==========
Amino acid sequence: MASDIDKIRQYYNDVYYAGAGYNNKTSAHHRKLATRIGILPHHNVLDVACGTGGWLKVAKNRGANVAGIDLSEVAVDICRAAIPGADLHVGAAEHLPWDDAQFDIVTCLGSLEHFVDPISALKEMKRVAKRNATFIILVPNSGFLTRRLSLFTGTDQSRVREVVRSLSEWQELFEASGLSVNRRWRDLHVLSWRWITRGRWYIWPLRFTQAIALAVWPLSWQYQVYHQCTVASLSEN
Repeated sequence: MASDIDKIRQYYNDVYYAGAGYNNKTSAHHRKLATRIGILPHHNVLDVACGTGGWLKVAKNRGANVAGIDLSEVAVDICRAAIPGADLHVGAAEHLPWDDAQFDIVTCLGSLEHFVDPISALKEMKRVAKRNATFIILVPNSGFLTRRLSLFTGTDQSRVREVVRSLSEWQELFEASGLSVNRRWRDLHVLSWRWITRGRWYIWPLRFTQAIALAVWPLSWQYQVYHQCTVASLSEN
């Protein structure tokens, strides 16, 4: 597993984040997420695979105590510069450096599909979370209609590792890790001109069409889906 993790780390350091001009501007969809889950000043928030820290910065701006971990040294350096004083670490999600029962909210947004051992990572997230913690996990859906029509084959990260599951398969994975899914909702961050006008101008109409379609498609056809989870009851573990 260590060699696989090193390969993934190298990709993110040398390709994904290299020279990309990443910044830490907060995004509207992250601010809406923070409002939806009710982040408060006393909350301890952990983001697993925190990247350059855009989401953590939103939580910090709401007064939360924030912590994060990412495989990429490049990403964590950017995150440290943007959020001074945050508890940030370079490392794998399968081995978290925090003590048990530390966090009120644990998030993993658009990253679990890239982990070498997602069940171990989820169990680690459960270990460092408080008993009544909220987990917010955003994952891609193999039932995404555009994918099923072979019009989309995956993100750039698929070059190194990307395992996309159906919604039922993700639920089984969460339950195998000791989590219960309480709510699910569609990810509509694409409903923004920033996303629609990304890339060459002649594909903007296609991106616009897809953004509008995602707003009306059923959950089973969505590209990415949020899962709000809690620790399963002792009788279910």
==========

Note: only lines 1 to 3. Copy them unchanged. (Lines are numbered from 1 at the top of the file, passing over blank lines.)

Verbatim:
Amino acid sequence: MASDIDKIRQYYNDVYYAGAGYNNKTSAHHRKLATRIGILPHHNVLDVACGTGGWLKVAKNRGANVAGIDLSEVAVDICRAAIPGADLHVGAAEHLPWDDAQFDIVTCLGSLEHFVDPISALKEMKRVAKRNATFIILVPNSGFLTRRLSLFTGTDQSRVREVVRSLSEWQELFEASGLSVNRRWRDLHVLSWRWITRGRWYIWPLRFTQAIALAVWPLSWQYQVYHQCTVASLSEN
Repeated sequence: MASDIDKIRQYYNDVYYAGAGYNNKTSAHHRKLATRIGILPHHNVLDVACGTGGWLKVAKNRGANVAGIDLSEVAVDICRAAIPGADLHVGAAEHLPWDDAQFDIVTCLGSLEHFVDPISALKEMKRVAKRNATFIILVPNSGFLTRRLSLFTGTDQSRVREVVRSLSEWQELFEASGLSVNRRWRDLHVLSWRWITRGRWYIWPLRFTQAIALAVWPLSWQYQVYHQCTVASLSEN
């Protein structure tokens, strides 16, 4: 597993984040997420695979105590510069450096599909979370209609590792890790001109069409889906 993790780390350091001009501007969809889950000043928030820290910065701006971990040294350096004083670490999600029962909210947004051992990572997230913690996990859906029509084959990260599951398969994975899914909702961050006008101008109409379609498609056809989870009851573990 260590060699696989090193390969993934190298990709993110040398390709994904290299020279990309990443910044830490907060995004509207992250601010809406923070409002939806009710982040408060006393909350301890952990983001697993925190990247350059855009989401953590939103939580910090709401007064939360924030912590994060990412495989990429490049990403964590950017995150440290943007959020001074945050508890940030370079490392794998399968081995978290925090003590048990530390966090009120644990998030993993658009990253679990890239982990070498997602069940171990989820169990680690459960270990460092408080008993009544909220987990917010955003994952891609193999039932995404555009994918099923072979019009989309995956993100750039698929070059190194990307395992996309159906919604039922993700639920089984969460339950195998000791989590219960309480709510699910569609990810509509694409409903923004920033996303629609990304890339060459002649594909903007296609991106616009897809953004509008995602707003009306059923959950089973969505590209990415949020899962709000809690620790399963002792009788279910």